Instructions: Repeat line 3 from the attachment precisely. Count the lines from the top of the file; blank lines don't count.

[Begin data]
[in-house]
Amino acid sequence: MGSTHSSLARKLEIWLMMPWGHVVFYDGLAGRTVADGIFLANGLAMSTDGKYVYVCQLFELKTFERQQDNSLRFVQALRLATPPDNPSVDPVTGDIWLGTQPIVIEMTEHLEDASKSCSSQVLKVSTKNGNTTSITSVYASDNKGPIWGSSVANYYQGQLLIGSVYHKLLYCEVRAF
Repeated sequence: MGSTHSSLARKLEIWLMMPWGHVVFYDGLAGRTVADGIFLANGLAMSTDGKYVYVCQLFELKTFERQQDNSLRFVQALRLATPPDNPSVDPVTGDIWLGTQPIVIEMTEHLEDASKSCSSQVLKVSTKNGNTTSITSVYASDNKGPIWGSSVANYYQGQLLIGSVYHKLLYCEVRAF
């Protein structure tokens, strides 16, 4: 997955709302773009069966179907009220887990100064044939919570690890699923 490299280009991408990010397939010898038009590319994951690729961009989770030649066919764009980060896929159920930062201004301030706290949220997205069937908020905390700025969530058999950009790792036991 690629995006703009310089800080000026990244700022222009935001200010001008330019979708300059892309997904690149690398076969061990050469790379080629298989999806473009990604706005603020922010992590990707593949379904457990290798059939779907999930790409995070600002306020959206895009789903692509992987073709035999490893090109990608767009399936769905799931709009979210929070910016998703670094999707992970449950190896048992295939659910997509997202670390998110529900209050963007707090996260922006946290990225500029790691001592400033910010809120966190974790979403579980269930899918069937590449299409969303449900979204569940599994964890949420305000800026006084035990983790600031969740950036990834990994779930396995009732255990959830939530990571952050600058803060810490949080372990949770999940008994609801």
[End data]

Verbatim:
Repeated sequence: MGSTHSSLARKLEIWLMMPWGHVVFYDGLAGRTVADGIFLANGLAMSTDGKYVYVCQLFELKTFERQQDNSLRFVQALRLATPPDNPSVDPVTGDIWLGTQPIVIEMTEHLEDASKSCSSQVLKVSTKNGNTTSITSVYASDNKGPIWGSSVANYYQGQLLIGSVYHKLLYCEVRAF